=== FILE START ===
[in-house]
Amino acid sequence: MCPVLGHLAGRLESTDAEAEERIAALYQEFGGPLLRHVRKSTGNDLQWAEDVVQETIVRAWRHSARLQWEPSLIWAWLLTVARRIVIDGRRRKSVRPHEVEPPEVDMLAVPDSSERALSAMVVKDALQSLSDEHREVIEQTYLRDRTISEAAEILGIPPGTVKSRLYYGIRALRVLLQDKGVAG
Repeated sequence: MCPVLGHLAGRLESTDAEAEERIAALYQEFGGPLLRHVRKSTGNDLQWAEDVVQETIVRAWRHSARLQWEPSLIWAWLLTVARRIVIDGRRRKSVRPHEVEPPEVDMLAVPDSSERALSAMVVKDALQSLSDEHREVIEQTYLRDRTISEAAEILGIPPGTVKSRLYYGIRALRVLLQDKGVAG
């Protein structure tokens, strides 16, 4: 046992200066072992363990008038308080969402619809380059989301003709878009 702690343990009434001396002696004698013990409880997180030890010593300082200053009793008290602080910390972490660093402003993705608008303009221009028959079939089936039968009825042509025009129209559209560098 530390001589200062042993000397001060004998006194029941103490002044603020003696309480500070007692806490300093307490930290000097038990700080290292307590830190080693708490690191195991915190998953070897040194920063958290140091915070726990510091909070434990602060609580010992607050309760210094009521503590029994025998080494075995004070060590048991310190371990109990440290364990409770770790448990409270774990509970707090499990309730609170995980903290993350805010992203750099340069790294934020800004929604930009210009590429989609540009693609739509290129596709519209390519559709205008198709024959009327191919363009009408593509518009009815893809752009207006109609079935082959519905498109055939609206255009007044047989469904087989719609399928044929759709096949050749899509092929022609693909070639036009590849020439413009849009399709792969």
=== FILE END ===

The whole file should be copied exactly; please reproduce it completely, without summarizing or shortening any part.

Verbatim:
[in-house]
Amino acid sequence: MCPVLGHLAGRLESTDAEAEERIAALYQEFGGPLLRHVRKSTGNDLQWAEDVVQETIVRAWRHSARLQWEPSLIWAWLLTVARRIVIDGRRRKSVRPHEVEPPEVDMLAVPDSSERALSAMVVKDALQSLSDEHREVIEQTYLRDRTISEAAEILGIPPGTVKSRLYYGIRALRVLLQDKGVAG
Repeated sequence: MCPVLGHLAGRLESTDAEAEERIAALYQEFGGPLLRHVRKSTGNDLQWAEDVVQETIVRAWRHSARLQWEPSLIWAWLLTVARRIVIDGRRRKSVRPHEVEPPEVDMLAVPDSSERALSAMVVKDALQSLSDEHREVIEQTYLRDRTISEAAEILGIPPGTVKSRLYYGIRALRVLLQDKGVAG
């Protein structure tokens, strides 16, 4: 046992200066072992363990008038308080969402619809380059989301003709878009 702690343990009434001396002696004698013990409880997180030890010593300082200053009793008290602080910390972490660093402003993705608008303009221009028959079939089936039968009825042509025009129209559209560098 530390001589200062042993000397001060004998006194029941103490002044603020003696309480500070007692806490300093307490930290000097038990700080290292307590830190080693708490690191195991915190998953070897040194920063958290140091915070726990510091909070434990602060609580010992607050309760210094009521503590029994025998080494075995004070060590048991310190371990109990440290364990409770770790448990409270774990509970707090499990309730609170995980903290993350805010992203750099340069790294934020800004929604930009210009590429989609540009693609739509290129596709519209390519559709205008198709024959009327191919363009009408593509518009009815893809752009207006109609079935082959519905498109055939609206255009007044047989469904087989719609399928044929759709096949050749899509092929022609693909070639036009590849020439413009849009399709792969």